Dangote Cement has reported profit after tax of N95 billion for the first half of the year. This is an 11% decline from last year’s figures, which the company attributes to higher operating costs, including power. Revenues increased from N198.5 billion to N208.9 billion and gross profit rose from N132 billion to N133 billion, but selling and distribution expenses also rose, at N14 billion from 1H13’s N12.9 billion. Finance costs rose by 29% and tax cost the company N11.6 billion, rising from zero tax in 1H13.
“Disruption to our gas and low-pour fuel-oil supplies has weighed on both our sales and margins and hampered our ability to supply Nigeria’s healthy demand for cement,” Chief Executive Officer Devakumar Edwin said in an e-mailed statement quoted on Bloomberg. “Across Africa we continue to make progress in opening new plants to serve the continent’s growing need for cement and later this year we will open our plants in Zambia, Ethiopia, Cameroon and Sierra Leone.”
As reported last week, Dangote Cement is already tackling the high cost and unreliable supply of gas to its operations by investing in coal-fired power. The company has already placed an order to import 30 000 t of coal from South Africa.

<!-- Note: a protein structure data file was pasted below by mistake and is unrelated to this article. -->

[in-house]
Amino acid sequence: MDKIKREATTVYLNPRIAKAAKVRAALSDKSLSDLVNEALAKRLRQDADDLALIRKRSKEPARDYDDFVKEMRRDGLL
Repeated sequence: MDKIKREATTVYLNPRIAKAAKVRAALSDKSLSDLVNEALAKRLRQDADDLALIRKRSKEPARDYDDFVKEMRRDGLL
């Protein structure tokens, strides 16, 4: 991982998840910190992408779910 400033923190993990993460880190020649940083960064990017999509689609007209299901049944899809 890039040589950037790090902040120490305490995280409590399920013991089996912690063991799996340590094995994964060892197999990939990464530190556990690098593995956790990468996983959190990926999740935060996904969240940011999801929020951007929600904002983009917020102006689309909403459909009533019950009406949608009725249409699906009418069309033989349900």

By the end of this year, Dangote Cement will have the capacity to produce 29.2 million t of cement in Nigeria alone thanks to the expansions underway at existing plants. A report on BusinessDay Online suggests that Nigeria will be completely free of cement imports as early as 2017 based on current trends.
Edited from various sources by Katherine Guenioui
Read the article online at: https://www.worldcement.com/africa-middle-east/18082014/higher-costs-lead-to-lower-1h-profits-for-dangote-cement-307/